This has meant constant investments in enhancing infrastructure. From a capacity of 80 messages per second in the early days of 1998, Globe has now moved to SMS centers (SMSCs) capable of handling 3,500 messages every second.

The Singapore-based CMG Wireless Data Solutions, which has supplied SMSCs to Globe and other operators in Malaysia (Celcom and Digi), Singapore (MobileOne) and Indonesia (Telkomsel and Indosat), has announced trials of its third-generation (3G) SMSC, which has clocked a high 8,000 delivery attempts per second.

“Undoubtedly, there will be early takers for this system. We expect SMS message growth to continue at much the same rate for the next two years at least,” said Marien van Ouwerkerk, Asia Pacific sales director for CMG.

Few limits

Industry watchers say there is every reason to expect other countries to go the Philippines way, given the fact SMS is a low-cost, nonintrustive communications medium. However, there are some limiting factors.

“Marketing of SMS only started recently in some countries, hence subscribers have only begun to realize the potential of SMS. And where SMS is marketed aggressively, growth is rapid,” observed Ingelbrecht.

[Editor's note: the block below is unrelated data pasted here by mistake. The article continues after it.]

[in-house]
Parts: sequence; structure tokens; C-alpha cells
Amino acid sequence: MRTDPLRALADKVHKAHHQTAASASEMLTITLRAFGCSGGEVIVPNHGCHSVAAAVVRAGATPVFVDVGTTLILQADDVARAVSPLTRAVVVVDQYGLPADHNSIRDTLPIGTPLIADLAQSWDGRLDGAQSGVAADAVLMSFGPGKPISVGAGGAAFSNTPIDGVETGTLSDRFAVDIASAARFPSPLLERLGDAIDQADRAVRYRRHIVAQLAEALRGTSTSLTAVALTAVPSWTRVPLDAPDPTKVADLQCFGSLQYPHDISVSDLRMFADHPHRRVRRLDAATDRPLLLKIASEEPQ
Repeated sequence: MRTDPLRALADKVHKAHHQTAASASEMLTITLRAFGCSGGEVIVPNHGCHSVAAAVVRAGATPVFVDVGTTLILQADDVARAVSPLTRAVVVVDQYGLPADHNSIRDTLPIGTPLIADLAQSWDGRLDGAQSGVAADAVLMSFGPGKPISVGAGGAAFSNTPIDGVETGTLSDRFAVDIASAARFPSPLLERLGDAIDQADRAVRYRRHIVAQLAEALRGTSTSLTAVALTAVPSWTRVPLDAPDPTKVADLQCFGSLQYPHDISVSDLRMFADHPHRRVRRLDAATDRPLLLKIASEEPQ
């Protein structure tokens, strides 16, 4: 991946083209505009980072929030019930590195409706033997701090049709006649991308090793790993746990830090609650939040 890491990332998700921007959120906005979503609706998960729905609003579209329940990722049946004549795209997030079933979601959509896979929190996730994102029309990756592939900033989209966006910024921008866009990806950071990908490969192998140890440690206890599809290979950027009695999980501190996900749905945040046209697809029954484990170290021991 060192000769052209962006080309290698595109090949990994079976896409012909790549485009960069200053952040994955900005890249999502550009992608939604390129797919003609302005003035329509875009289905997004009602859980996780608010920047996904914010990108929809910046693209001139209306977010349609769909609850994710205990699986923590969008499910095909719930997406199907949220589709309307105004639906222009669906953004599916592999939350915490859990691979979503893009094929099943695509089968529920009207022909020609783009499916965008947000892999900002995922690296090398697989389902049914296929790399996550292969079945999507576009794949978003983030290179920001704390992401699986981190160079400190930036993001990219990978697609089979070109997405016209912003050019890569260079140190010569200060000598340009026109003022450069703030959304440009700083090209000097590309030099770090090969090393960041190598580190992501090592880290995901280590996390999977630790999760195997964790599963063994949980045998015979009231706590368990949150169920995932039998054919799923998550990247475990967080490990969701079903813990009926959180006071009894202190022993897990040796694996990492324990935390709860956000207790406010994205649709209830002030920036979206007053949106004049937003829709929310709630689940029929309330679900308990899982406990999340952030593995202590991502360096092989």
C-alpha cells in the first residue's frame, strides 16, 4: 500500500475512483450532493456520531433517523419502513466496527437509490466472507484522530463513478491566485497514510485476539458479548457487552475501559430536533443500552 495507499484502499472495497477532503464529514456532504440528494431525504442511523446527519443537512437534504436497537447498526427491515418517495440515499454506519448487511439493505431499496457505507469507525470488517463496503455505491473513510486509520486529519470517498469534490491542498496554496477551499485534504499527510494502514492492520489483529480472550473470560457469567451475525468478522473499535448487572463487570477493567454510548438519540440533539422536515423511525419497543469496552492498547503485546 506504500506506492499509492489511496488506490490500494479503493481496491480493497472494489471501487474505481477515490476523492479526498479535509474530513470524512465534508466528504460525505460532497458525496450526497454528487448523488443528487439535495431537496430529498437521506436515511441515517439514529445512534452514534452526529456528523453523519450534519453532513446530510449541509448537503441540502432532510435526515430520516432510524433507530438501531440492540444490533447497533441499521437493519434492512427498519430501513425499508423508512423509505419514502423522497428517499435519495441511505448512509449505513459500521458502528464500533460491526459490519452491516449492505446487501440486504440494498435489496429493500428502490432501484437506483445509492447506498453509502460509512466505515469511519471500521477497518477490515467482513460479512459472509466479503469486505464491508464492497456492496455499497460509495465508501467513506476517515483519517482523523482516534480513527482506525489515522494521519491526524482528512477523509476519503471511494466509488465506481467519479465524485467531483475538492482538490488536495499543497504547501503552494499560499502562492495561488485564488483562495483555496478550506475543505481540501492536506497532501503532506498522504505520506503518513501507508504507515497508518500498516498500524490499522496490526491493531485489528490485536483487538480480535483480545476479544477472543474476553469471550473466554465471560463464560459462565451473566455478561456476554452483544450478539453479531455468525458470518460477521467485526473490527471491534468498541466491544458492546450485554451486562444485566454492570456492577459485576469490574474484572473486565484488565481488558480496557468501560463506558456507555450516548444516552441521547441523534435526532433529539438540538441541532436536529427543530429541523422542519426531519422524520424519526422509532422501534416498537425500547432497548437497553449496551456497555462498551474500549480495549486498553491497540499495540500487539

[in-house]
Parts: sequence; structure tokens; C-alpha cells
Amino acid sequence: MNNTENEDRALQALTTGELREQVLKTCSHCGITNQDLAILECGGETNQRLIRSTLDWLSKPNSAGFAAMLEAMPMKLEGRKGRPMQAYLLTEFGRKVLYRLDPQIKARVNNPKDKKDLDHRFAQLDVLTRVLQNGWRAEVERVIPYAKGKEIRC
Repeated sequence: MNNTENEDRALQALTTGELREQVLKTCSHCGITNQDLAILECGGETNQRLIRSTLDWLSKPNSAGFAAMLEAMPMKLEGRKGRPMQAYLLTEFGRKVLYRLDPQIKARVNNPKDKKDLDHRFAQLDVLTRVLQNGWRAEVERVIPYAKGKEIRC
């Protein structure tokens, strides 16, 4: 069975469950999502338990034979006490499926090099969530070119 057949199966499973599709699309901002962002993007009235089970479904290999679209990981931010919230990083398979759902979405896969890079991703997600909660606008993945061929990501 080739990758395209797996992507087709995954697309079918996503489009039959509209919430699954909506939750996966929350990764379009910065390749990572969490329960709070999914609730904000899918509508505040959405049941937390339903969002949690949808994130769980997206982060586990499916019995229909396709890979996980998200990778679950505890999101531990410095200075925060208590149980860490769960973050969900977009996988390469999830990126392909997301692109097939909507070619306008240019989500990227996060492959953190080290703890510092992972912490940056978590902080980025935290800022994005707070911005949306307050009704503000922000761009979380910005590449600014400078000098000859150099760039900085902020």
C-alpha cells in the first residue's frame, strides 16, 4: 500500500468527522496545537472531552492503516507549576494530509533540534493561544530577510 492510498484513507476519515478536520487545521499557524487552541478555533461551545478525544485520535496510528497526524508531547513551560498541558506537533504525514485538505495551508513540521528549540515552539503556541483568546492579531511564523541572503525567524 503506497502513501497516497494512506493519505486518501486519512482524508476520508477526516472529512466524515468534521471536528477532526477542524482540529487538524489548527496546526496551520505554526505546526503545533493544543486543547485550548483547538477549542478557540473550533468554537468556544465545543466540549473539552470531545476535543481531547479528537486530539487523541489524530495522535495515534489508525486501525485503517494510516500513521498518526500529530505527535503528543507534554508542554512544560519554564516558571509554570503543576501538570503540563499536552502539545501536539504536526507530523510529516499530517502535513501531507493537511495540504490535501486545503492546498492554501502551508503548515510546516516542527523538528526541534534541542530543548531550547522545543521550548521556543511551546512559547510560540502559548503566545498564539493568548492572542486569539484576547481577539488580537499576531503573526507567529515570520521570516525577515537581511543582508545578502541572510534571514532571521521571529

The second factor is the lack of interoperator SMS, which slows the growth of SMS messaging within countries. International SMS is also limited by operator agreements, but domestic interoperability is clearly the key to growth. Other than a few carriers in Australia, Singapore and, to a limited extent, China, most carriers do not currently offer interoperator SMS services.

Operators adopting innovating SMS marketing strategies are reaping rich dividends. For instance, Escotel in India, which launched its SMS service under the brand names Beep It and Turant Taar-meaning instant telegram-eight months ago, is today at a level of 200,000 messages a day with user penetration at about 9 percent of its total subscriber base.

“With 20 messages per subscriber, we are already at international levels,” noted Rajiv Burman, Escotel chief officer of customer acquisition.